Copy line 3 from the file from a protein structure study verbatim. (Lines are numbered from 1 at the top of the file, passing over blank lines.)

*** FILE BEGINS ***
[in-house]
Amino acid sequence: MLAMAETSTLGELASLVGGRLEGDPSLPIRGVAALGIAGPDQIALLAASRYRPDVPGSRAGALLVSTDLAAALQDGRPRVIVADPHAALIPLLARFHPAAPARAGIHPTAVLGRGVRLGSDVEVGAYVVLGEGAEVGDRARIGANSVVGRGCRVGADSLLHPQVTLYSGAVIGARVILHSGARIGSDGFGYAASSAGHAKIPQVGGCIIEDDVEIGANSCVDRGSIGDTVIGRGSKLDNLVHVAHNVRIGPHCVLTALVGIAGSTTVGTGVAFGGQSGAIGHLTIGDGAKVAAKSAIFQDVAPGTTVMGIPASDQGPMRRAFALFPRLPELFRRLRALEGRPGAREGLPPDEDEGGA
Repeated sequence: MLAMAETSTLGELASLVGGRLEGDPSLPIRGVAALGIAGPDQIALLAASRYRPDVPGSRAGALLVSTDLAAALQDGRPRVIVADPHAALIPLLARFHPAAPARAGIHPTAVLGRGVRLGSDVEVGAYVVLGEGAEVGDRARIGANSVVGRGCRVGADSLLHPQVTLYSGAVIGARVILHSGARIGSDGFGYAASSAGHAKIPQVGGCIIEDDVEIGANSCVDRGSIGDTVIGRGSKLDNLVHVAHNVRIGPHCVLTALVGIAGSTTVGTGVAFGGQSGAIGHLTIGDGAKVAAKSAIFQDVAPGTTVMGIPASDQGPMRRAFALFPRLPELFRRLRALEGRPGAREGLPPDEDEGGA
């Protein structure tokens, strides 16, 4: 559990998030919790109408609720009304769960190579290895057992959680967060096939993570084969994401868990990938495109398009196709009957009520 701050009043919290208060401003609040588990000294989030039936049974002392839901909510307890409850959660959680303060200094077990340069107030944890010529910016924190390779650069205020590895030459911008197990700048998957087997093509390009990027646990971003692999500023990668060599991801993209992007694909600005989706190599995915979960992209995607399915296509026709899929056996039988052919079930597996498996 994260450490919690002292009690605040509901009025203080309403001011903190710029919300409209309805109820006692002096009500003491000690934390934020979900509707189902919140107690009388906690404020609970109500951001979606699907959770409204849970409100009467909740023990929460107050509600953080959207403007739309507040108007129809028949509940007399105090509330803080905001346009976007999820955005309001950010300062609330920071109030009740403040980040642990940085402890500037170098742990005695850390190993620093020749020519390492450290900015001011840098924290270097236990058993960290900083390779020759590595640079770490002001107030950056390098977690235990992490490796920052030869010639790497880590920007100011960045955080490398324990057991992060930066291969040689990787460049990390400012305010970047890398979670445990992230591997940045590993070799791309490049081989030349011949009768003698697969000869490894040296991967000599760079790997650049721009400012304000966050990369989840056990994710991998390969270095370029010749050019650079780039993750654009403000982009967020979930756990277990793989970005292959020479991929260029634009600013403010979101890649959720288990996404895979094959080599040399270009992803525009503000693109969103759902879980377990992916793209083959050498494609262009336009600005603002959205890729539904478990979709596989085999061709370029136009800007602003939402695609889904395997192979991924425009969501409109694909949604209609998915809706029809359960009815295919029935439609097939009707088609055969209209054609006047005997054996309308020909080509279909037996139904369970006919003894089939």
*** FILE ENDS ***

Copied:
Repeated sequence: MLAMAETSTLGELASLVGGRLEGDPSLPIRGVAALGIAGPDQIALLAASRYRPDVPGSRAGALLVSTDLAAALQDGRPRVIVADPHAALIPLLARFHPAAPARAGIHPTAVLGRGVRLGSDVEVGAYVVLGEGAEVGDRARIGANSVVGRGCRVGADSLLHPQVTLYSGAVIGARVILHSGARIGSDGFGYAASSAGHAKIPQVGGCIIEDDVEIGANSCVDRGSIGDTVIGRGSKLDNLVHVAHNVRIGPHCVLTALVGIAGSTTVGTGVAFGGQSGAIGHLTIGDGAKVAAKSAIFQDVAPGTTVMGIPASDQGPMRRAFALFPRLPELFRRLRALEGRPGAREGLPPDEDEGGA